Let’s start by saying it’s really hard to take a film, or book, with this one’s title too seriously. Purists of Regency Era literature are probably crying that the venerable Jane Austin must be rolling in her grave over what has been made of her masterpiece. They’d be wrong, because not only does this film steadfastly refuse to take itself too seriously but I think Miss Austin had a sense of humor and no small amount of courage in breaking stodgy rules. After all, as a woman she was bound by the conventions of her day not to be a novelist, the first editions of “Pride & Prejudice” were published under a masculine pseudonym. So, ha! Bring on the undead, the Bennet girls can handle them!
From the first frame of this picture my expectations were well and truly exceeded. Far from being a retread of the “old story” with a zombie apocalypse tossed in, this is a strong and original re-imagining of the English Lit. 101 syllabus standard. Apparently, years prior to the Bennet sisters’ search for suitable husbands, a zombie virus was imported into Britain from one of its colonies. The noble island kingdom has been at war with the undead ever since. London is isolated behind a wall, and a great moat. The children of the wealthy (like Messrs. Darcy and Bingley) study the Japanese martial arts, and of course they look down on the not-so-wealthy (the Bennett girls) who studied under the Chinese Shao-Lin. While gentile society keeps up appearances with whist parties and grand balls, it is not too uncommon to have a zombie bloodbath break out, if needs be. Almost surprisingly, this concept not only works, but works curiously well, becoming Jane Austin’s “The Walking Dead”.
The cast is a respectable mix of promising newcomers as well as accomplished veterans. Relative unknowns Lily James and Sam Riley play Elizabeth Bennet and Mr. (Col.) Darcy with chemistry and agility. The reasonably esteemed Charles Dance appears as Mr. Bennet and the young but already consummate Jack Huston portrays the piece’s villain, the ne’re do well George Wickham. Even Matt Smith of Doctor Who fame – I like Doctor Who, Doctor Who is cool – shows up to add unfettered comic relief as a clownish Parson Collins.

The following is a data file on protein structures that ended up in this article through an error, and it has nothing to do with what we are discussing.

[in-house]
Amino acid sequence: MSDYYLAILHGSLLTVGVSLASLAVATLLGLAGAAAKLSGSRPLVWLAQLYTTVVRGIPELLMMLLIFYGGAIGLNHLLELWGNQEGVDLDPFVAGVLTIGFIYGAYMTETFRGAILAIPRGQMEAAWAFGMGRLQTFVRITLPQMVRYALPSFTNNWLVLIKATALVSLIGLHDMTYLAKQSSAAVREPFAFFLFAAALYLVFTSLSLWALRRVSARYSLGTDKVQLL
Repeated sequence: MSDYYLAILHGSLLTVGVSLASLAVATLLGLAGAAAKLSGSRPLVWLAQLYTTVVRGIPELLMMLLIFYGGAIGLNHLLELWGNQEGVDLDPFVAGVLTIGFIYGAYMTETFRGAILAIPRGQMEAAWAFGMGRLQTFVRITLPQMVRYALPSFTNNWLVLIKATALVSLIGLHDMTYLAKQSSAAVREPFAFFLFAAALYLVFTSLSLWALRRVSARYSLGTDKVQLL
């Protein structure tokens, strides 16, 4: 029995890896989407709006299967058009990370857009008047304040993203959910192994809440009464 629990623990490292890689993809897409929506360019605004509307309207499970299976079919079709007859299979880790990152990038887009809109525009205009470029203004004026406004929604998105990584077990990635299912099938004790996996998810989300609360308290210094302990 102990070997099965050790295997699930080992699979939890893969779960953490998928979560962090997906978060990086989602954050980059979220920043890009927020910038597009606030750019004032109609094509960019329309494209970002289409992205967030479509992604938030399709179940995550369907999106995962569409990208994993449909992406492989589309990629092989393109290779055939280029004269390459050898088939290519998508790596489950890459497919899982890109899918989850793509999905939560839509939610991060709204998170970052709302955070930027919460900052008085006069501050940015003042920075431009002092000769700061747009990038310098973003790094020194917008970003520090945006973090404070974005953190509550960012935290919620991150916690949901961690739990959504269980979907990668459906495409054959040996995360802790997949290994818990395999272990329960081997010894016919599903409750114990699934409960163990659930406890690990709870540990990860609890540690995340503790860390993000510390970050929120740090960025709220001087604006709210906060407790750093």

Likewise, I have no complaints when it comes to this film’s production values. The costumes, photography and blood patterns are all of top quality befitting a classical piece with carnage. No $100M+ marvel, this film’s relatively meager budget of $28M aptly managed to deliver the goods.
I highly recommend “Pride and Prejudice and Zombies” not only for its strange humor and overall quality, but also for this film’s incredible imagination. Admittedly a popcorn film, to be watched and enjoyed but not thought about too much, and that’s okay, cinema is entertainment. A quick confession should sum things up nicely: I resisted the whole zombie fad thing, until I became hooked on “The Walking Dead”. In recent months I wasn’t sure if the zombie genre had run its course after a few solid years in popular culture. Frankly, I half expected this film to be to zombies what “Abbott and Costello Meet Frankenstein” was to the Universal monster troupe, i.e. the last nail in the coffin. This film was not that, but very possibly a healthy infusion of new blood – the period zombie film. I hope they make more.
P.S. Don’t be too quick to get up out of your seat at the end, wait for it...